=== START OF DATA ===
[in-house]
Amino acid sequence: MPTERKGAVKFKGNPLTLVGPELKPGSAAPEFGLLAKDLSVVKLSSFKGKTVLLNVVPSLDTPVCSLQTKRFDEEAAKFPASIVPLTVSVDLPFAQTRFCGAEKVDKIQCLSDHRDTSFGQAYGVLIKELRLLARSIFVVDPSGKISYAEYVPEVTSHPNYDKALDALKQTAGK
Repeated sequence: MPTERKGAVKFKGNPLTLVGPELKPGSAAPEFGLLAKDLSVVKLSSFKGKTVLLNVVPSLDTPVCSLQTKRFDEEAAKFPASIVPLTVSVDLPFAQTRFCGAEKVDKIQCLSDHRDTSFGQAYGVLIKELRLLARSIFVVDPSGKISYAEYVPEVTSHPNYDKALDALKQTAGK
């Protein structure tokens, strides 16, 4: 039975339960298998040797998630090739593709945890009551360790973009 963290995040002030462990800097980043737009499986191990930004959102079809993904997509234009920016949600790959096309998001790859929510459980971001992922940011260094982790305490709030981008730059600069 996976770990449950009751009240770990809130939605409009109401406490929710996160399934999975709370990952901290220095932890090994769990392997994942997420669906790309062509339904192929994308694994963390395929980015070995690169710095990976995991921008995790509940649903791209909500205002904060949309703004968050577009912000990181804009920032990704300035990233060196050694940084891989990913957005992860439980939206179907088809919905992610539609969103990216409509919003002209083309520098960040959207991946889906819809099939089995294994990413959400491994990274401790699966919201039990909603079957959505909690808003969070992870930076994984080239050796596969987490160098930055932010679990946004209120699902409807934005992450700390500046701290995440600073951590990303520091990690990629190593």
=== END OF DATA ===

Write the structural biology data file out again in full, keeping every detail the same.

[in-house]
Amino acid sequence: MPTERKGAVKFKGNPLTLVGPELKPGSAAPEFGLLAKDLSVVKLSSFKGKTVLLNVVPSLDTPVCSLQTKRFDEEAAKFPASIVPLTVSVDLPFAQTRFCGAEKVDKIQCLSDHRDTSFGQAYGVLIKELRLLARSIFVVDPSGKISYAEYVPEVTSHPNYDKALDALKQTAGK
Repeated sequence: MPTERKGAVKFKGNPLTLVGPELKPGSAAPEFGLLAKDLSVVKLSSFKGKTVLLNVVPSLDTPVCSLQTKRFDEEAAKFPASIVPLTVSVDLPFAQTRFCGAEKVDKIQCLSDHRDTSFGQAYGVLIKELRLLARSIFVVDPSGKISYAEYVPEVTSHPNYDKALDALKQTAGK
């Protein structure tokens, strides 16, 4: 039975339960298998040797998630090739593709945890009551360790973009 963290995040002030462990800097980043737009499986191990930004959102079809993904997509234009920016949600790959096309998001790859929510459980971001992922940011260094982790305490709030981008730059600069 996976770990449950009751009240770990809130939605409009109401406490929710996160399934999975709370990952901290220095932890090994769990392997994942997420669906790309062509339904192929994308694994963390395929980015070995690169710095990976995991921008995790509940649903791209909500205002904060949309703004968050577009912000990181804009920032990704300035990233060196050694940084891989990913957005992860439980939206179907088809919905992610539609969103990216409509919003002209083309520098960040959207991946889906819809099939089995294994990413959400491994990274401790699966919201039990909603079957959505909690808003969070992870930076994984080239050796596969987490160098930055932010679990946004209120699902409807934005992450700390500046701290995440600073951590990303520091990690990629190593």